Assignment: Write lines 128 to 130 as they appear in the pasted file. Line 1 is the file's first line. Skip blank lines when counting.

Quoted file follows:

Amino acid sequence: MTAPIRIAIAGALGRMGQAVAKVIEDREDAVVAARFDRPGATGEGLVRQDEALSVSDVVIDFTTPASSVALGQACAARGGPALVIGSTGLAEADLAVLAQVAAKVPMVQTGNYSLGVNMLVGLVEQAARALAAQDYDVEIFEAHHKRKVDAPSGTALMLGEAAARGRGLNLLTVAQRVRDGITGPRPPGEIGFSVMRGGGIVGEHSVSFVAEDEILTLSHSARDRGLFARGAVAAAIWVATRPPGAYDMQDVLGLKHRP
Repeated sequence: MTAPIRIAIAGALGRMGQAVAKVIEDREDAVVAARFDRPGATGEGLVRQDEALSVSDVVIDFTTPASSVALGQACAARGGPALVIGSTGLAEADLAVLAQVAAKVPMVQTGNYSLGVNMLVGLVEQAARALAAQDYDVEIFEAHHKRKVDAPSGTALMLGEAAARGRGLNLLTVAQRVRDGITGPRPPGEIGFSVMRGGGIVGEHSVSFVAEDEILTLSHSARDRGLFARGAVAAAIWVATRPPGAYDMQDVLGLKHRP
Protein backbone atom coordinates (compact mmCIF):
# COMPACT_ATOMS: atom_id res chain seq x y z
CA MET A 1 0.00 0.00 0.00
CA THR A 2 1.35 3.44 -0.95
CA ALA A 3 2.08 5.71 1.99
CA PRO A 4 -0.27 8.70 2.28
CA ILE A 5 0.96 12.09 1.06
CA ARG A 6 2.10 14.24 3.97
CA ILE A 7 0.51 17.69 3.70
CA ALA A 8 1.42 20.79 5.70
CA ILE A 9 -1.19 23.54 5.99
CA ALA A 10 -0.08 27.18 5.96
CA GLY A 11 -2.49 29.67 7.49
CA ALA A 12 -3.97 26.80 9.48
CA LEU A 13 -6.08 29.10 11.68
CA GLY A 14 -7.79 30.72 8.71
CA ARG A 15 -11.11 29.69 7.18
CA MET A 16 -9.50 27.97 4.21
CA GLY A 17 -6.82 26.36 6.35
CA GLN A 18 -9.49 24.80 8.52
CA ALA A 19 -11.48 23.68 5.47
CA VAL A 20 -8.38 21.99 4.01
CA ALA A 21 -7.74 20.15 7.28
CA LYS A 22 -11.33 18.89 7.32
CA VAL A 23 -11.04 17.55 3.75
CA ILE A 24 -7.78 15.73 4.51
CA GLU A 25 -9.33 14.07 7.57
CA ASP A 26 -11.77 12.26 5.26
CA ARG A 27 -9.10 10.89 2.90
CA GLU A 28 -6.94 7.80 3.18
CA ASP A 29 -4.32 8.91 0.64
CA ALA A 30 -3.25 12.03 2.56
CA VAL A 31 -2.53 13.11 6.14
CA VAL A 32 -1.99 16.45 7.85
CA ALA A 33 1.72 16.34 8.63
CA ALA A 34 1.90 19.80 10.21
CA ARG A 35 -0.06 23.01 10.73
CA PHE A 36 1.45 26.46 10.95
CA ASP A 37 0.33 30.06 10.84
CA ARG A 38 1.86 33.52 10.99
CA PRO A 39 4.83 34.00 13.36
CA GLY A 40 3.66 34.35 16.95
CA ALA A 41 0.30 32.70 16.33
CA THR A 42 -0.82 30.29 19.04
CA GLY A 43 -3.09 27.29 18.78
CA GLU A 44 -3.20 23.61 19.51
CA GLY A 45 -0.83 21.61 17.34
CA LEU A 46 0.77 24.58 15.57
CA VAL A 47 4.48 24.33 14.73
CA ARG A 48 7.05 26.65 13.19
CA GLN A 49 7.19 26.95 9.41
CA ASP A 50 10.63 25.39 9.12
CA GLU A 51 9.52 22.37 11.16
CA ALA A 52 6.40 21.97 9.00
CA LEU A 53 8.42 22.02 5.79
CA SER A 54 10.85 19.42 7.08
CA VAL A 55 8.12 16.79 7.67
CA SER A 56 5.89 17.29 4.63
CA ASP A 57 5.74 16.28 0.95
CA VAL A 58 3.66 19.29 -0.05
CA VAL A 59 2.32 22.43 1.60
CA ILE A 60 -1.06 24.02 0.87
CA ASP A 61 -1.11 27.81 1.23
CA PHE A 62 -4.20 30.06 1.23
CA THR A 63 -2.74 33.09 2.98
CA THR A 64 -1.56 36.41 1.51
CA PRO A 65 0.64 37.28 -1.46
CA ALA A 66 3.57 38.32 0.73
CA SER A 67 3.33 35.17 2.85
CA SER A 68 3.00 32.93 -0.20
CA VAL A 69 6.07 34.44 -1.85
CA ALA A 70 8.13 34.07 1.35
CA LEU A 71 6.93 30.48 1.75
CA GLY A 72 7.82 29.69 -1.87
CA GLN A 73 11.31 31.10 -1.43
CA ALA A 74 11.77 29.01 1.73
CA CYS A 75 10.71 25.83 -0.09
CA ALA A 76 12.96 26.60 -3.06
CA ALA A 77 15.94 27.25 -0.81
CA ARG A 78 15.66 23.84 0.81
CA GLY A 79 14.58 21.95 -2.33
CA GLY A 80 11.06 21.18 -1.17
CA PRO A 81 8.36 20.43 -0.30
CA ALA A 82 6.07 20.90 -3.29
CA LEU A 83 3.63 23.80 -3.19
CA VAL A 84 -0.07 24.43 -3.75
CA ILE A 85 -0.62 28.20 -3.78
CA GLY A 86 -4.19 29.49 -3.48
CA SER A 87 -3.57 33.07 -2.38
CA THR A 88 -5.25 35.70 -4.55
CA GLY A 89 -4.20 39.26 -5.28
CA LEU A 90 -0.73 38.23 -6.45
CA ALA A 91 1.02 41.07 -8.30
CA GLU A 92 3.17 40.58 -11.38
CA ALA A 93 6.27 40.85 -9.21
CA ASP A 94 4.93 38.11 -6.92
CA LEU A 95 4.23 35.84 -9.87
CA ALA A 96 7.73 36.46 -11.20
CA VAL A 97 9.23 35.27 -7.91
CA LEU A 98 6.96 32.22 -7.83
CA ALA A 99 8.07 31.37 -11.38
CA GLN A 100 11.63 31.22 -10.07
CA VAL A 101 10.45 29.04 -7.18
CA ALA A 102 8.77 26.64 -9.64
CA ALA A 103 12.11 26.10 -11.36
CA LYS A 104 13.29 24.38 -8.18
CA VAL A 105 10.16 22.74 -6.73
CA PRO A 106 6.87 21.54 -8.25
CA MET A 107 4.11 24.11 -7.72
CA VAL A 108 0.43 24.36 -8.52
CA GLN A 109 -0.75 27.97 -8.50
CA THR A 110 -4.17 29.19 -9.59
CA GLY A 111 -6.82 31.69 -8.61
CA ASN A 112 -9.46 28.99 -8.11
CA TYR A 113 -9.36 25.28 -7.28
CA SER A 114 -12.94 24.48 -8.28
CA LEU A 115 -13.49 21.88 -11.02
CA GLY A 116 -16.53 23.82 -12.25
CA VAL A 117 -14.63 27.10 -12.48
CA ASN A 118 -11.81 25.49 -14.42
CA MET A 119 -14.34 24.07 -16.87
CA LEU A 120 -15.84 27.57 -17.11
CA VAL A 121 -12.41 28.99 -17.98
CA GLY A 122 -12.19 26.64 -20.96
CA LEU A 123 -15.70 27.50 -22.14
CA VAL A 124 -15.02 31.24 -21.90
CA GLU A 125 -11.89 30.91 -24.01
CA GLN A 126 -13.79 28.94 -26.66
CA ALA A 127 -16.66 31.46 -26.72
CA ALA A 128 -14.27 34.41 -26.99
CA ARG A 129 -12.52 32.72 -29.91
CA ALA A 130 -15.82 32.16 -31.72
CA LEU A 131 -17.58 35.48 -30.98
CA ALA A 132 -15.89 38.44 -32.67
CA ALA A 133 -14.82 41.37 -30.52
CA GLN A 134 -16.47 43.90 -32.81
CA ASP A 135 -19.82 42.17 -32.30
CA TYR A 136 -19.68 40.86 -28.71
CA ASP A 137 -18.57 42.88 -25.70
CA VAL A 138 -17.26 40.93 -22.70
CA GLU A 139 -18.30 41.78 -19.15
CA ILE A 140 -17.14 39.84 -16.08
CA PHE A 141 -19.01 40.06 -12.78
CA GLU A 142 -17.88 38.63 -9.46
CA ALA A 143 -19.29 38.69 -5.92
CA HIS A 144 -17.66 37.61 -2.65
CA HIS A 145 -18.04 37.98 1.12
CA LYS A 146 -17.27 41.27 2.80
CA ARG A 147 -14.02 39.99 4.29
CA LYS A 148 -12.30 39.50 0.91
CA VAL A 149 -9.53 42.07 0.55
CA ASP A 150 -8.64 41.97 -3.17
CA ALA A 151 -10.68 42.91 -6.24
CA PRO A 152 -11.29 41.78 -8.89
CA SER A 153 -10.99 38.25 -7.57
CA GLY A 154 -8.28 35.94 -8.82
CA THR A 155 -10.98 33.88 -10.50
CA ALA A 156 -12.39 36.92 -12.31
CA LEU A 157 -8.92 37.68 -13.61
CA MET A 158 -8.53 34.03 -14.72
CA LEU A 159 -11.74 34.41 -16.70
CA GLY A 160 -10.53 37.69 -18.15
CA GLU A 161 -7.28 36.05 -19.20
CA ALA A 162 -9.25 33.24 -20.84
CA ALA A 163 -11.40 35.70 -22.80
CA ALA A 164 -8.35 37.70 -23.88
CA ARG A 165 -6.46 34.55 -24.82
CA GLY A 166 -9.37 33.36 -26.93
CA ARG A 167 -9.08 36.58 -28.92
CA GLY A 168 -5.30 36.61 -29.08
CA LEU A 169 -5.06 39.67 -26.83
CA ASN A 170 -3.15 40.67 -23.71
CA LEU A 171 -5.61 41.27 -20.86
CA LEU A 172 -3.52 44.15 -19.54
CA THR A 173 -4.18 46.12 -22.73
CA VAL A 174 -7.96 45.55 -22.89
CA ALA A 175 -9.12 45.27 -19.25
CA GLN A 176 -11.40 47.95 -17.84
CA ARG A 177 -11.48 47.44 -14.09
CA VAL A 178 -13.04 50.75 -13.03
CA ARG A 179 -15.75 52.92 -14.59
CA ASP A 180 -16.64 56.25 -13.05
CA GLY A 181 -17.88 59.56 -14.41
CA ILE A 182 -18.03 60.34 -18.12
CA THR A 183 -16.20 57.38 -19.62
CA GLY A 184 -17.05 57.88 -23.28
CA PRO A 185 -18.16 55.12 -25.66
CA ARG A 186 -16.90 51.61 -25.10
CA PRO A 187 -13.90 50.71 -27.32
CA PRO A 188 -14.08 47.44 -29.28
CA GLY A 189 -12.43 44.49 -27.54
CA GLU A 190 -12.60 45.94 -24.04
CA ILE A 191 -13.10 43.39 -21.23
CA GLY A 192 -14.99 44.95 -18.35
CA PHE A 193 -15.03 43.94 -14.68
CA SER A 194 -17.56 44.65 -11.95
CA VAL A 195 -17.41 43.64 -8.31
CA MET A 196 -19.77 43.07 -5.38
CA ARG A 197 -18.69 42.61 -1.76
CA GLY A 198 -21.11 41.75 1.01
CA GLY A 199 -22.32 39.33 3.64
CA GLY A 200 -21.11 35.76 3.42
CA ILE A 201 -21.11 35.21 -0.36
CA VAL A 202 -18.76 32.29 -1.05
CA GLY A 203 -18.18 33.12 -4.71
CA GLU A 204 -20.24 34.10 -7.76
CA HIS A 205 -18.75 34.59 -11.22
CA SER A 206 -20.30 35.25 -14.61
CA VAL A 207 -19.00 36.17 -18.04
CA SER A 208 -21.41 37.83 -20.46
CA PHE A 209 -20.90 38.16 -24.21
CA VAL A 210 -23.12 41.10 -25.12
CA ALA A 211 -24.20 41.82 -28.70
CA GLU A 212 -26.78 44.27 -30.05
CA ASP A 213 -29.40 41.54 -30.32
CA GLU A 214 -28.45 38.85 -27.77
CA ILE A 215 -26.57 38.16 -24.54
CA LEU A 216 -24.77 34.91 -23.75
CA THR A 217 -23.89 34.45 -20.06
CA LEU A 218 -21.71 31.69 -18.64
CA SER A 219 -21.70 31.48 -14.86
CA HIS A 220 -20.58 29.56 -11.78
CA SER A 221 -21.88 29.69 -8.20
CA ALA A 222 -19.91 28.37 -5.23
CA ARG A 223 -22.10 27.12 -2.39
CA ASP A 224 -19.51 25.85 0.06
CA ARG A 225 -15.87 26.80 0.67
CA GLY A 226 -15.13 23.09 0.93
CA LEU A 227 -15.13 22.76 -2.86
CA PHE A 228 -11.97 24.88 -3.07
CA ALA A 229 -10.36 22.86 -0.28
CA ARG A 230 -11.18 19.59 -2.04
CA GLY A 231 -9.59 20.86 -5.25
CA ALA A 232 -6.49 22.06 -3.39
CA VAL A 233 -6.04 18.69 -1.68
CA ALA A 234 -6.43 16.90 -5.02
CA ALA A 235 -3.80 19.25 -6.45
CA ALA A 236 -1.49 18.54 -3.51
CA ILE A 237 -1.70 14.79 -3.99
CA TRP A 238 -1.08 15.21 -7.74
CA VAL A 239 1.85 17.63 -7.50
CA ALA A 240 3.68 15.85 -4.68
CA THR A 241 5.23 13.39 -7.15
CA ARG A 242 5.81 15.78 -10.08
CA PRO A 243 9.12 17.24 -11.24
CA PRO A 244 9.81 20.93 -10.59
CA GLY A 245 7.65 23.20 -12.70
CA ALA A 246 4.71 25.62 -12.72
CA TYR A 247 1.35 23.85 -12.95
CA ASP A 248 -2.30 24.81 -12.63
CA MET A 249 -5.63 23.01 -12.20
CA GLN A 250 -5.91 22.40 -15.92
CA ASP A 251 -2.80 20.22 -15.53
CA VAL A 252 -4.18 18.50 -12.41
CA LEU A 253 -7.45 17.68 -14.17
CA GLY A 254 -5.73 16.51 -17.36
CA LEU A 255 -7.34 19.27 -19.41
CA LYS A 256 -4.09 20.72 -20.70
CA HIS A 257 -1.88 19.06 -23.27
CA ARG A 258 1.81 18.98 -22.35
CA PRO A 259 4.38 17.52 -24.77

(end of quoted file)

CA VAL A 124 -15.02 31.24 -21.90
CA GLU A 125 -11.89 30.91 -24.01
CA GLN A 126 -13.79 28.94 -26.66